In Brief: This editorial, in the New Brunswick Telegraph-Journal, uses the AIMS Interim Municipal Report Card to show the need for fair value for the money taxpayers spend on municipal services. It says such information is vital if local councillors are to make informed and fair decisions.

The next stage of the Benefits Blueprint depends on engaging municipalities – and, as Saint John Councillor Bill Farren has pointed out, the chief task of municipalities is to protect taxpayers from rate increases and service erosion.

Saint John is where the growth will occur. Unless council makes value for money its top priority, city taxpayers will wind up paying the bill for infrastructure. For every tax dollar collected in Saint John, the municipality receives a measly eight cents.

Coun. Farren is scheduled to make a motion at next Monday’s council meeting calling on Enterprise Saint John to calculate the impact the energy boom will have on city services. We applaud him for taking the initiative. Saint John is changing, and councillors need better data to sort out how city services should be organized to meet the needs of a growing population.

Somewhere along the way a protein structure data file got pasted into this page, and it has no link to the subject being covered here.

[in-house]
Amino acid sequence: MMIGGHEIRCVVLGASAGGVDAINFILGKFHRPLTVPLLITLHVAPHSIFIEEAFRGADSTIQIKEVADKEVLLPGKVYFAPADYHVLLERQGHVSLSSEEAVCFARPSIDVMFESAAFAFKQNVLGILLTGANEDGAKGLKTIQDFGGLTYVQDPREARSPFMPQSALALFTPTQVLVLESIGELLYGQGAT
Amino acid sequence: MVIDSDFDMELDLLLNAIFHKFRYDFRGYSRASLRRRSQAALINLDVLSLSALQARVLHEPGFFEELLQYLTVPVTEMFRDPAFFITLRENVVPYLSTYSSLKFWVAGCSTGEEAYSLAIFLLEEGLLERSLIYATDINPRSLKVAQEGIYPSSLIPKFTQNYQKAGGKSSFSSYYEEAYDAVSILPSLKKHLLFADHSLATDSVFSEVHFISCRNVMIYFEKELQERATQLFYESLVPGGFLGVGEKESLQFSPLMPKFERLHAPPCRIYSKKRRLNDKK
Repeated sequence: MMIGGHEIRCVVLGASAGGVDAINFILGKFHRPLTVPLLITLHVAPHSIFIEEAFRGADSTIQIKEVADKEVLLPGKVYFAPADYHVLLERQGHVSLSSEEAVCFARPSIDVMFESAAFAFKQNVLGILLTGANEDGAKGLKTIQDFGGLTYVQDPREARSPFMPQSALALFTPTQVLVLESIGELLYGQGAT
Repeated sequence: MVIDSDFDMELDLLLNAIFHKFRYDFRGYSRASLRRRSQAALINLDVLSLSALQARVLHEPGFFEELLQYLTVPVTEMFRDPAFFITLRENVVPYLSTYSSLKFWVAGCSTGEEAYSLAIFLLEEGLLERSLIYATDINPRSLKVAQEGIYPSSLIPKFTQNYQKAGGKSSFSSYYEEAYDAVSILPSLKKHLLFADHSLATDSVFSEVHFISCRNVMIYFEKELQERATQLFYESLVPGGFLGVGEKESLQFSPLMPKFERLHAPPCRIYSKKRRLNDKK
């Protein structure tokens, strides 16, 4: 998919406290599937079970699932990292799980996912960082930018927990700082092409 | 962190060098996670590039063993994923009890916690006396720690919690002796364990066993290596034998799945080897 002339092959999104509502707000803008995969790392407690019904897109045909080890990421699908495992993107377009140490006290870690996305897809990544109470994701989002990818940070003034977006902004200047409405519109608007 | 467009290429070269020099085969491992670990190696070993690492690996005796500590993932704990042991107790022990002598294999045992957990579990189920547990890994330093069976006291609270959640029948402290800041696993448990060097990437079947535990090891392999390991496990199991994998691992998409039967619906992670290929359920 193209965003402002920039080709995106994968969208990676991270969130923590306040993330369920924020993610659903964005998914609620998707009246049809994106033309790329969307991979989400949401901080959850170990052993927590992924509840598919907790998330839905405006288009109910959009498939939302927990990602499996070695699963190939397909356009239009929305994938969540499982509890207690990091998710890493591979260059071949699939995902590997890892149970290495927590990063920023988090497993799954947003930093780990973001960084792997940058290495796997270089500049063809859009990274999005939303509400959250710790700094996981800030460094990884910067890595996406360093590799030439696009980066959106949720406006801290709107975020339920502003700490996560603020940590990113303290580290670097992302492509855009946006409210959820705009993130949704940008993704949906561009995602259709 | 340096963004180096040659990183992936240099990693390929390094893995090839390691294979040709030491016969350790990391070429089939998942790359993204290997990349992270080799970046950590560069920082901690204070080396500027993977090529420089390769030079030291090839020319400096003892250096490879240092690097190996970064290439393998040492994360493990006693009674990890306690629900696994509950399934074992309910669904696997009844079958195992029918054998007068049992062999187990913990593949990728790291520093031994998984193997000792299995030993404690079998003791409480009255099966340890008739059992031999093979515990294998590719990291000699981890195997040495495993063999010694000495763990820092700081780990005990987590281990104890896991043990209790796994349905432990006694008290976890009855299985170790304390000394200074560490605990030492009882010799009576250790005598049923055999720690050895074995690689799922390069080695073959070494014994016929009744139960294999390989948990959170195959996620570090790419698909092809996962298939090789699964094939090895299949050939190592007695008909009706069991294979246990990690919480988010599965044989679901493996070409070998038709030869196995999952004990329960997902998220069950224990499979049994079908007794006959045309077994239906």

Since May’s election, there has been a subtle shift in council’s approach to governance. Council is starting to sound like a responsible board of oversight – one charged with delivering services efficiently at a rate residents can afford.

The prospect of a sudden boom in the economy is spurring councillors to take a closer look at the city’s services and finances. But there are other reasons to do so, as a recent interim report card on municipal services revealed.

The report, compiled by the Atlantic Institute for Market Studies, compared per capita costs for public services in municipalities across the province. Saint Johners pay the highest rate for policing ($262 per person per year, compared to $243 in Moncton and $193 in Fredericton) and the second-highest rate for fire fighting ($522 per person per year, versus $327 in Moncton and $335 in Fredericton).

The demand on municipal services differs a bit from city to city. The demand for fair value does not. Looking at these comparisons, residents must wonder what they’re getting to justify higher service costs.

Growth will increase the demand on some city services. To avoid raising the property tax rate, council must determine what would give taxpayers the best value and manage its services accordingly.